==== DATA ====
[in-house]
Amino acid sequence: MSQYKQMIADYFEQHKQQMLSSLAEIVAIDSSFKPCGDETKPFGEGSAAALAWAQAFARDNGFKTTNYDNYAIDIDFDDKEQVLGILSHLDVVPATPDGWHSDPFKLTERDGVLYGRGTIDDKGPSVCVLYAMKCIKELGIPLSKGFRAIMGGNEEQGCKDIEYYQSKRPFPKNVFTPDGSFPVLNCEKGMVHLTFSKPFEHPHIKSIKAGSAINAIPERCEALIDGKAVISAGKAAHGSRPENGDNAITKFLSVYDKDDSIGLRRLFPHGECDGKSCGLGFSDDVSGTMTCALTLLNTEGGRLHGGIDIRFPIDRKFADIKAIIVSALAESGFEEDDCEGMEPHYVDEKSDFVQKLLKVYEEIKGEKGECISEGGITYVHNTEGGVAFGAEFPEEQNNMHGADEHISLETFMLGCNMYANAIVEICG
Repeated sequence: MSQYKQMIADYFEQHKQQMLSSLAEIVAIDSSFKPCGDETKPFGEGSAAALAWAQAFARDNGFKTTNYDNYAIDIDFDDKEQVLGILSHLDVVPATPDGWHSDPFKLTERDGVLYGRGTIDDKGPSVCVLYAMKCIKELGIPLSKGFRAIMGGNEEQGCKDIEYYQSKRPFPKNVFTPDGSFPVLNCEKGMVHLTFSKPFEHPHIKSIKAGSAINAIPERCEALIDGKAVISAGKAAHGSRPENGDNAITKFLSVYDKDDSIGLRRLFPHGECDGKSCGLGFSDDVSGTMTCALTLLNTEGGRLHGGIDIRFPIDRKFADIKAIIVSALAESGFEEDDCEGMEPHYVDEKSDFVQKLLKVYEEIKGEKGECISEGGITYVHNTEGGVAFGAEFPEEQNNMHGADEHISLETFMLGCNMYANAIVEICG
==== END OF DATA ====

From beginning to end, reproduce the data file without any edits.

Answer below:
[in-house]
Amino acid sequence: MSQYKQMIADYFEQHKQQMLSSLAEIVAIDSSFKPCGDETKPFGEGSAAALAWAQAFARDNGFKTTNYDNYAIDIDFDDKEQVLGILSHLDVVPATPDGWHSDPFKLTERDGVLYGRGTIDDKGPSVCVLYAMKCIKELGIPLSKGFRAIMGGNEEQGCKDIEYYQSKRPFPKNVFTPDGSFPVLNCEKGMVHLTFSKPFEHPHIKSIKAGSAINAIPERCEALIDGKAVISAGKAAHGSRPENGDNAITKFLSVYDKDDSIGLRRLFPHGECDGKSCGLGFSDDVSGTMTCALTLLNTEGGRLHGGIDIRFPIDRKFADIKAIIVSALAESGFEEDDCEGMEPHYVDEKSDFVQKLLKVYEEIKGEKGECISEGGITYVHNTEGGVAFGAEFPEEQNNMHGADEHISLETFMLGCNMYANAIVEICG
Repeated sequence: MSQYKQMIADYFEQHKQQMLSSLAEIVAIDSSFKPCGDETKPFGEGSAAALAWAQAFARDNGFKTTNYDNYAIDIDFDDKEQVLGILSHLDVVPATPDGWHSDPFKLTERDGVLYGRGTIDDKGPSVCVLYAMKCIKELGIPLSKGFRAIMGGNEEQGCKDIEYYQSKRPFPKNVFTPDGSFPVLNCEKGMVHLTFSKPFEHPHIKSIKAGSAINAIPERCEALIDGKAVISAGKAAHGSRPENGDNAITKFLSVYDKDDSIGLRRLFPHGECDGKSCGLGFSDDVSGTMTCALTLLNTEGGRLHGGIDIRFPIDRKFADIKAIIVSALAESGFEEDDCEGMEPHYVDEKSDFVQKLLKVYEEIKGEKGECISEGGITYVHNTEGGVAFGAEFPEEQNNMHGADEHISLETFMLGCNMYANAIVEICG